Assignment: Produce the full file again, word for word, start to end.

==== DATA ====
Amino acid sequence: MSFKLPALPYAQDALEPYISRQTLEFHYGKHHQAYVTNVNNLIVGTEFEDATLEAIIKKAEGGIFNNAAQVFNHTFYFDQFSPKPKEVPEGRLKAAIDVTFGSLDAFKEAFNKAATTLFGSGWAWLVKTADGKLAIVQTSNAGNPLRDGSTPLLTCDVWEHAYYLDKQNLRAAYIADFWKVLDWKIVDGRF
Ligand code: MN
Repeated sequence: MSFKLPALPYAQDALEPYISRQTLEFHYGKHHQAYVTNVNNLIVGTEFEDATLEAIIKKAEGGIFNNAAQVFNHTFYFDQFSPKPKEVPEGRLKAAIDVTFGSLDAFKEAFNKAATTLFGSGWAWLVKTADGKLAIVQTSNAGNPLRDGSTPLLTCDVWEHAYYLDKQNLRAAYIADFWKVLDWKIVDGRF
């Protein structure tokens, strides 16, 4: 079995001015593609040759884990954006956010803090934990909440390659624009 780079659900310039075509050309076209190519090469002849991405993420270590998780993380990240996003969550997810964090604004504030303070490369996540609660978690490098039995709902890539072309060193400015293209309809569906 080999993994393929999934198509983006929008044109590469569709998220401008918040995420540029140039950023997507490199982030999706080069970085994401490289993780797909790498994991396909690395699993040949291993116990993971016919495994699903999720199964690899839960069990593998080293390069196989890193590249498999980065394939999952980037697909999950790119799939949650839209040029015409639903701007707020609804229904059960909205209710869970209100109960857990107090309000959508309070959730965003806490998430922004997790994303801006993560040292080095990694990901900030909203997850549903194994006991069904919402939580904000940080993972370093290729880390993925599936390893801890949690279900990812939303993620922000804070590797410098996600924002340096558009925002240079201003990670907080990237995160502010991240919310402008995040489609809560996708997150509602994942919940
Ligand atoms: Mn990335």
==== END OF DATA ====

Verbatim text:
Amino acid sequence: MSFKLPALPYAQDALEPYISRQTLEFHYGKHHQAYVTNVNNLIVGTEFEDATLEAIIKKAEGGIFNNAAQVFNHTFYFDQFSPKPKEVPEGRLKAAIDVTFGSLDAFKEAFNKAATTLFGSGWAWLVKTADGKLAIVQTSNAGNPLRDGSTPLLTCDVWEHAYYLDKQNLRAAYIADFWKVLDWKIVDGRF
Ligand code: MN
Repeated sequence: MSFKLPALPYAQDALEPYISRQTLEFHYGKHHQAYVTNVNNLIVGTEFEDATLEAIIKKAEGGIFNNAAQVFNHTFYFDQFSPKPKEVPEGRLKAAIDVTFGSLDAFKEAFNKAATTLFGSGWAWLVKTADGKLAIVQTSNAGNPLRDGSTPLLTCDVWEHAYYLDKQNLRAAYIADFWKVLDWKIVDGRF
């Protein structure tokens, strides 16, 4: 079995001015593609040759884990954006956010803090934990909440390659624009 780079659900310039075509050309076209190519090469002849991405993420270590998780993380990240996003969550997810964090604004504030303070490369996540609660978690490098039995709902890539072309060193400015293209309809569906 080999993994393929999934198509983006929008044109590469569709998220401008918040995420540029140039950023997507490199982030999706080069970085994401490289993780797909790498994991396909690395699993040949291993116990993971016919495994699903999720199964690899839960069990593998080293390069196989890193590249498999980065394939999952980037697909999950790119799939949650839209040029015409639903701007707020609804229904059960909205209710869970209100109960857990107090309000959508309070959730965003806490998430922004997790994303801006993560040292080095990694990901900030909203997850549903194994006991069904919402939580904000940080993972370093290729880390993925599936390893801890949690279900990812939303993620922000804070590797410098996600924002340096558009925002240079201003990670907080990237995160502010991240919310402008995040489609809560996708997150509602994942919940
Ligand atoms: Mn990335």